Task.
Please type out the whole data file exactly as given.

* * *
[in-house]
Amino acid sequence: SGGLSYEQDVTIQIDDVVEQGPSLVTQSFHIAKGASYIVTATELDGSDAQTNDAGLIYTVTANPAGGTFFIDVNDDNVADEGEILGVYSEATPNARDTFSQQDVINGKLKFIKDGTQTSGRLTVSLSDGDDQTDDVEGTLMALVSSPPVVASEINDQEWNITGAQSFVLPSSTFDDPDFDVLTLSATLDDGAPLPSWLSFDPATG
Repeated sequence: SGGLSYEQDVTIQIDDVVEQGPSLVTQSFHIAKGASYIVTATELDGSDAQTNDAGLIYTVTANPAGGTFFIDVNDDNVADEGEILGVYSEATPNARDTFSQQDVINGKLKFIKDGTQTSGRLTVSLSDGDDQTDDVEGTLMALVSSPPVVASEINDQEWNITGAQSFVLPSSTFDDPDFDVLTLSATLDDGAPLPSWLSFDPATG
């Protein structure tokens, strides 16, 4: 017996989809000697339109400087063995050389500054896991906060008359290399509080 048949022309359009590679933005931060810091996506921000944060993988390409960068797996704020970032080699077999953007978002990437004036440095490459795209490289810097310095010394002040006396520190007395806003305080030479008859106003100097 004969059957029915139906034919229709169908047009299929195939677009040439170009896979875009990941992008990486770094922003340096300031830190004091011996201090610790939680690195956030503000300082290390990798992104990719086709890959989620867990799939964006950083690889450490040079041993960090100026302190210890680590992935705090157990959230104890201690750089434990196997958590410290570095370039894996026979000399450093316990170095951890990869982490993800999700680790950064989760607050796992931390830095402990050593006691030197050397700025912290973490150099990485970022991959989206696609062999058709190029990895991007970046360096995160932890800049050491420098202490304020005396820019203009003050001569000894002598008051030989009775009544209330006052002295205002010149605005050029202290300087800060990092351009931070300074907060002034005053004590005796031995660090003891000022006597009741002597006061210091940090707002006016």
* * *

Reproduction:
[in-house]
Amino acid sequence: SGGLSYEQDVTIQIDDVVEQGPSLVTQSFHIAKGASYIVTATELDGSDAQTNDAGLIYTVTANPAGGTFFIDVNDDNVADEGEILGVYSEATPNARDTFSQQDVINGKLKFIKDGTQTSGRLTVSLSDGDDQTDDVEGTLMALVSSPPVVASEINDQEWNITGAQSFVLPSSTFDDPDFDVLTLSATLDDGAPLPSWLSFDPATG
Repeated sequence: SGGLSYEQDVTIQIDDVVEQGPSLVTQSFHIAKGASYIVTATELDGSDAQTNDAGLIYTVTANPAGGTFFIDVNDDNVADEGEILGVYSEATPNARDTFSQQDVINGKLKFIKDGTQTSGRLTVSLSDGDDQTDDVEGTLMALVSSPPVVASEINDQEWNITGAQSFVLPSSTFDDPDFDVLTLSATLDDGAPLPSWLSFDPATG
């Protein structure tokens, strides 16, 4: 017996989809000697339109400087063995050389500054896991906060008359290399509080 048949022309359009590679933005931060810091996506921000944060993988390409960068797996704020970032080699077999953007978002990437004036440095490459795209490289810097310095010394002040006396520190007395806003305080030479008859106003100097 004969059957029915139906034919229709169908047009299929195939677009040439170009896979875009990941992008990486770094922003340096300031830190004091011996201090610790939680690195956030503000300082290390990798992104990719086709890959989620867990799939964006950083690889450490040079041993960090100026302190210890680590992935705090157990959230104890201690750089434990196997958590410290570095370039894996026979000399450093316990170095951890990869982490993800999700680790950064989760607050796992931390830095402990050593006691030197050397700025912290973490150099990485970022991959989206696609062999058709190029990895991007970046360096995160932890800049050491420098202490304020005396820019203009003050001569000894002598008051030989009775009544209330006052002295205002010149605005050029202290300087800060990092351009931070300074907060002034005053004590005796031995660090003891000022006597009741002597006061210091940090707002006016």